Over the last few months we have been running a series of posts on the risk factors for thrombosis. A few weeks ago I looked at the link between family history and thrombosis and touched on inherited causes of blood clots. This is a big field and quite complex as more and more risk factors have been identified. In this post I will give you some background to the conditions called the “thrombophilias” and then look at each of the known inherited risk factors in more detail over the next few weeks.
Thrombophilia is a strange term and literally means “love of thrombosis” or “love of clots”. It is a term that has been adopted by doctors with an interest in blood clotting disorders to describe the inherited causes of blood clots. The first disorders were only identified in the 1960s and they have proved quite difficult to study. One big problem is that these inherited disorders do not always cause blood clots, in general they just increase the risk of somebody having a clot. So in a family where there is a history of blood clots it is not immediately obvious how the condition is inherited. The first inherited condition to be identified was the most series, a condition called antithrombin deficiency. Antithrombin is like an natural anticoagulant in the blood. If you have very low levels of antithrombin in your blood you have a high risk of blood clots. It was found in a family with a strong family history of blood clots. The next conditions to be identified were deficiencies of two other anticoagulants called Protein C and Protein S, again they were found through family studies and are regarded as relatively serious.
Over time scientists began to learn more about the way blood clots and through these studies found some mutations that affect the clotting proteins. Some of these are associated with an increased risk of blood clots. The word “associated” here is important as the link between these abnormalities and thrombosis came about through population studies looking for possible associations between the mutation and thrombosis. For example a mutation in the factor V gene, called factor V Leiden, is found in about 4% of the white Caucasian population. Most people with this mutation do not have blood clots, but if you look at the frequency of this mutation in people with blood clots it is significantly higher than in people without blood clots. This means there is an association between this mutation and blood clots, but it does not mean it is the cause of the clot.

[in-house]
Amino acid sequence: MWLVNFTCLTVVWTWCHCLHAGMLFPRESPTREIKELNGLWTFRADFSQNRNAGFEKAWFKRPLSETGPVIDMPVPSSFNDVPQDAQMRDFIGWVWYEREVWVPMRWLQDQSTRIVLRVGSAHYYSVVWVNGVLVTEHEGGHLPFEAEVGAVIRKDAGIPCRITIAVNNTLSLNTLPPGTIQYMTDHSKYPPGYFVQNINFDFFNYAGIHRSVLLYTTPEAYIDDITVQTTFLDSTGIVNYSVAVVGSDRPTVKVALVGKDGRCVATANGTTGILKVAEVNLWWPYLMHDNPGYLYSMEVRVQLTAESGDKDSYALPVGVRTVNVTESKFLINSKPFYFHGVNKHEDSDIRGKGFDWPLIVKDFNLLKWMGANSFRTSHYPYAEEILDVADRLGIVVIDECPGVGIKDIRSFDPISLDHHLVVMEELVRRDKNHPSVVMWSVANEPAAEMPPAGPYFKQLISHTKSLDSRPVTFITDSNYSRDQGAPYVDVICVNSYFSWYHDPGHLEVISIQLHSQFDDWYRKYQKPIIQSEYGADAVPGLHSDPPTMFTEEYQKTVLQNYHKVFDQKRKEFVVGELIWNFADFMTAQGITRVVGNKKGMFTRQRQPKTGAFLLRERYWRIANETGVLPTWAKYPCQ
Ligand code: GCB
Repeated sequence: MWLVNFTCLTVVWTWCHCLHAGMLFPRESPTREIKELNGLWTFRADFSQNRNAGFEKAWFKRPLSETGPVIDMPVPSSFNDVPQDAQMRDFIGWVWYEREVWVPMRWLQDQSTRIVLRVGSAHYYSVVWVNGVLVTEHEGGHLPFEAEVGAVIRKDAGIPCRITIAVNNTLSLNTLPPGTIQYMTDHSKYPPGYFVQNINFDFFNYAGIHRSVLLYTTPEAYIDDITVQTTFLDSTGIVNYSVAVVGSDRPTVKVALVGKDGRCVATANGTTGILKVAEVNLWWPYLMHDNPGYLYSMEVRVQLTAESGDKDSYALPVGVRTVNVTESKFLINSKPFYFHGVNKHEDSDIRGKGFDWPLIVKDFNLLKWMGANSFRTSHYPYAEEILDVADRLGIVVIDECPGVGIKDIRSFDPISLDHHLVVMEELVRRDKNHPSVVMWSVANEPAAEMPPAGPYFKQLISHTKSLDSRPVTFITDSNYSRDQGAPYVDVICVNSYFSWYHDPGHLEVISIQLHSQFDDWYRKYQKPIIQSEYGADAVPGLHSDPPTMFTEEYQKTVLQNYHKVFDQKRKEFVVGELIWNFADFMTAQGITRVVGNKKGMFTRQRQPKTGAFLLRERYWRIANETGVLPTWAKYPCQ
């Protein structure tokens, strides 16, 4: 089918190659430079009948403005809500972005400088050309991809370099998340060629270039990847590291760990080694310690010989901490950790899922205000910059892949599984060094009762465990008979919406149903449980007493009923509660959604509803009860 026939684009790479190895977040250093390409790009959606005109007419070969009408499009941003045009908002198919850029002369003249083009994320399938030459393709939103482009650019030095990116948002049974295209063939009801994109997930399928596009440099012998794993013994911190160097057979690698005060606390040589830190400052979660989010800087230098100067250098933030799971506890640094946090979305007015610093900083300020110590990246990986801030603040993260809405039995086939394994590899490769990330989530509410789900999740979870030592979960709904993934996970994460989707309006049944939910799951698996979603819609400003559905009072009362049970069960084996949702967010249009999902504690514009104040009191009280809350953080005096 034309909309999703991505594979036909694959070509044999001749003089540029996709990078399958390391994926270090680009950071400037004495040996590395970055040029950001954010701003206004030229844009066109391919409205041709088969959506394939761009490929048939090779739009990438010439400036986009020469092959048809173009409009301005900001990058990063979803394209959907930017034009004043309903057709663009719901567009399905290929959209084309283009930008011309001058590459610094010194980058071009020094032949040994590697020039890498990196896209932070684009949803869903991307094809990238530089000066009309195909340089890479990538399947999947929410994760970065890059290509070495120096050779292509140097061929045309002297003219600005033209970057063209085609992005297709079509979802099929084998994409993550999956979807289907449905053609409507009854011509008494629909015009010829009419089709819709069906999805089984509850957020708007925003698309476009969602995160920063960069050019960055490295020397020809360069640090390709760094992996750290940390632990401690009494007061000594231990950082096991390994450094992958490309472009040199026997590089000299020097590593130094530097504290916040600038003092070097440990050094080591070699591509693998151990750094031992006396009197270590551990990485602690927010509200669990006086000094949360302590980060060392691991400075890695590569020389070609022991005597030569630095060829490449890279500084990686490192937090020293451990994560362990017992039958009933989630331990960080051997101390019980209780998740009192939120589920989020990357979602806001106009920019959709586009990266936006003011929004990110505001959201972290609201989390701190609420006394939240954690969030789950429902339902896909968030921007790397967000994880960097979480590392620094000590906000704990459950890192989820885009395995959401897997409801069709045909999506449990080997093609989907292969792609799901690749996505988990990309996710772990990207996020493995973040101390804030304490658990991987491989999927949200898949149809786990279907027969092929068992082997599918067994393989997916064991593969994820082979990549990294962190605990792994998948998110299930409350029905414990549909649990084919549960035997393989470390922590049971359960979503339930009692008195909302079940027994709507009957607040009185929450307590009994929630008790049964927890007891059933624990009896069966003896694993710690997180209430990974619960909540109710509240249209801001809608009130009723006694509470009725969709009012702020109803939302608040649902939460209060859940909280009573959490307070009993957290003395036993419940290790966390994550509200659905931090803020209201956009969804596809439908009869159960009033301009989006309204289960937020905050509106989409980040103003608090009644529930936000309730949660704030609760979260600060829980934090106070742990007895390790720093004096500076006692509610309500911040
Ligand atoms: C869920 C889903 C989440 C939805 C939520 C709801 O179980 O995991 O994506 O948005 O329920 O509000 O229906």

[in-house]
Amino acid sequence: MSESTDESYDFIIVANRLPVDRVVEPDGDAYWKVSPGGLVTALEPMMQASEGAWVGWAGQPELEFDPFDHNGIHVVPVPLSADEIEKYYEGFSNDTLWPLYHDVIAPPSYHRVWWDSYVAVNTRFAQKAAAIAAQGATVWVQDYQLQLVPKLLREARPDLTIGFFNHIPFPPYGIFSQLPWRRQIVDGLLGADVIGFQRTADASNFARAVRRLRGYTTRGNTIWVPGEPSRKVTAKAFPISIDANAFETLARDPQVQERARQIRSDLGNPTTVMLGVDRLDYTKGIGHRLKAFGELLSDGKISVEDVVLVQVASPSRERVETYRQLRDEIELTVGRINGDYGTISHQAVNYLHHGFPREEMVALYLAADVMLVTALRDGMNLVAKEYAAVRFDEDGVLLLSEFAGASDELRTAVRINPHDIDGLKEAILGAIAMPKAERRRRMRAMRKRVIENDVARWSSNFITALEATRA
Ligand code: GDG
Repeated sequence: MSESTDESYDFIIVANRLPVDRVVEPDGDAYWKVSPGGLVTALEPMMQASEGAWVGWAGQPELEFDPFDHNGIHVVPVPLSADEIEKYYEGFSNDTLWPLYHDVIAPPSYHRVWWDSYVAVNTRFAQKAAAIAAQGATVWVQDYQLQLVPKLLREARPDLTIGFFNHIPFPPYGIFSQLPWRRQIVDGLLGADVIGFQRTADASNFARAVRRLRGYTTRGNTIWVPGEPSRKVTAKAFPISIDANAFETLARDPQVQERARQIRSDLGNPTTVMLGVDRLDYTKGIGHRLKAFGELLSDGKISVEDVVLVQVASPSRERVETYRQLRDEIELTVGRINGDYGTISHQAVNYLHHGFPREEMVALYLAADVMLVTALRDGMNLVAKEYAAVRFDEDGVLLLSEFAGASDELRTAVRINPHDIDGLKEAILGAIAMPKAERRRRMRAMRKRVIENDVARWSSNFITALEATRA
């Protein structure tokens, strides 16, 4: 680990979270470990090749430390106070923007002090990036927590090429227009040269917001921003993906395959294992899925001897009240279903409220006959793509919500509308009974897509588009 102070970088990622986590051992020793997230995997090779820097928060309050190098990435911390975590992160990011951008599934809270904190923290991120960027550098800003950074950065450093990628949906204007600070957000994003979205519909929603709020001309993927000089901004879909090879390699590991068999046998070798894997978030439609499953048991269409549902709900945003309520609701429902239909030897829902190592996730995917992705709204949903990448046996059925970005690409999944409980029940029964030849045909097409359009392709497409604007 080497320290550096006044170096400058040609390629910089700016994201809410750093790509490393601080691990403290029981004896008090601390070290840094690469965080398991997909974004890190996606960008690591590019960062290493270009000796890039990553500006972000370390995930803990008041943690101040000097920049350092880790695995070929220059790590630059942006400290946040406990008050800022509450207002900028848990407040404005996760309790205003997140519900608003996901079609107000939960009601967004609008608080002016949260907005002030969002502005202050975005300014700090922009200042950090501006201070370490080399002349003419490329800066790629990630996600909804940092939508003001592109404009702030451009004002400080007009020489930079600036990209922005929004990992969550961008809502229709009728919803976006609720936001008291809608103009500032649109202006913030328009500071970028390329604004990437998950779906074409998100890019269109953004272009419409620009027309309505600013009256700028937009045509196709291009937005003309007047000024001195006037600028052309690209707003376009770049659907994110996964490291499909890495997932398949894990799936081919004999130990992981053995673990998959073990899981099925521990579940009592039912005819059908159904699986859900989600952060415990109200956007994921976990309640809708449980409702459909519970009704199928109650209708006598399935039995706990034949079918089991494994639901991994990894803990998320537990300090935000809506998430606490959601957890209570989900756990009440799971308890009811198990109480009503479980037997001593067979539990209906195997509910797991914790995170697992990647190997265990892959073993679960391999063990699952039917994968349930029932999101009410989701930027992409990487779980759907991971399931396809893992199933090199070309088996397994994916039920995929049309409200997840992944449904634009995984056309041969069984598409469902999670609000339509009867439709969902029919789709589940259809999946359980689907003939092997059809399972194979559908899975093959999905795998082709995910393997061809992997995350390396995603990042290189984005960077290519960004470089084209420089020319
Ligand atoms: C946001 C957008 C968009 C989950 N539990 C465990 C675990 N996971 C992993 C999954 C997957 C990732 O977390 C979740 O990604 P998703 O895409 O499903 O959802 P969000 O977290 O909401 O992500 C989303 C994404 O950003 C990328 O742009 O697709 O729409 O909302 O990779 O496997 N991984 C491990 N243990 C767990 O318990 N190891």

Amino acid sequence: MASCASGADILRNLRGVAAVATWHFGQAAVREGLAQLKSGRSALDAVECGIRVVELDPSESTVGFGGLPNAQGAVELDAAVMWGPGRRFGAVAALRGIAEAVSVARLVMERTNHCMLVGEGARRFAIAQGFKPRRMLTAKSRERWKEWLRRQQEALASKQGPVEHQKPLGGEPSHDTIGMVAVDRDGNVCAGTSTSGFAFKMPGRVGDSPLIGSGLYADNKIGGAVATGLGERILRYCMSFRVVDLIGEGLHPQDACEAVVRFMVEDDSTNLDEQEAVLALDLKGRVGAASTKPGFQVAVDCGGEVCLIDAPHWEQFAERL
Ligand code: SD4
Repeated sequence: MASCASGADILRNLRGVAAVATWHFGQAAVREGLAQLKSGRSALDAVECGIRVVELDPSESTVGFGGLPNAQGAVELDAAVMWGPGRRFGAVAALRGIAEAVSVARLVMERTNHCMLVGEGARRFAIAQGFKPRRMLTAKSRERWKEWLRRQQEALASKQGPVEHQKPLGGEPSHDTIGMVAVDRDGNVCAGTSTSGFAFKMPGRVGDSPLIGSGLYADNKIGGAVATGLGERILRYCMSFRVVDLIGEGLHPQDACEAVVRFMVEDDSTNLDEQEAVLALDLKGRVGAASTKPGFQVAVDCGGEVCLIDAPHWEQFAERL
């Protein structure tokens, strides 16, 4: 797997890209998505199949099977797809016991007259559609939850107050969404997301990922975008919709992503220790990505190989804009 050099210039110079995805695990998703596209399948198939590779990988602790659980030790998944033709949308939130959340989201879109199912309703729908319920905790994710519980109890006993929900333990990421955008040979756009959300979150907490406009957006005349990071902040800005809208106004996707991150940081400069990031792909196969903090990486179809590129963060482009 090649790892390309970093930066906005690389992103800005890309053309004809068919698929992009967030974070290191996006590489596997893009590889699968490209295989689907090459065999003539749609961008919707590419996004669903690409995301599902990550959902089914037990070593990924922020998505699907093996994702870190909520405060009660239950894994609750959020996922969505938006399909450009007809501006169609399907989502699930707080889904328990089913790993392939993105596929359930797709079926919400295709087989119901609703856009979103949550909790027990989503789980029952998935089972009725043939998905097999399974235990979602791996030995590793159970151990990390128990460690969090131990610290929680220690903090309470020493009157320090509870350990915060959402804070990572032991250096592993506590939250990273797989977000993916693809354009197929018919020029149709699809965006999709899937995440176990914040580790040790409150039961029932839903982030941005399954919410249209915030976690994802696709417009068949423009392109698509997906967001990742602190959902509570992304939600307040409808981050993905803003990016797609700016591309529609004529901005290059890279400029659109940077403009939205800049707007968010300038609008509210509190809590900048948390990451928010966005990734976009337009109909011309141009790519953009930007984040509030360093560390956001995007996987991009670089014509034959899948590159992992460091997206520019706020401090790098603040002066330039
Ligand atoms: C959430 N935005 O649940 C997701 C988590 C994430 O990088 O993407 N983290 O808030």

In recent years research on the genetic causes of clotting has started to focus on the likelihood that multiple factors contribute to the risk of thrombosis; some are genetic and some are environmental. For example you may have a very strong family history of thrombosis; blood tests show you have the factor V leiden mutation, but there may be an additional mutation in your family that has not yet been identified. On top of that you are taking the oral contraceptive which is known to increase your risk of thrombosis, then you go on a long air-flight and have a DVT. Each of these risk factors on their own probably would not have given you a clot, but combined they all contribute to the risk.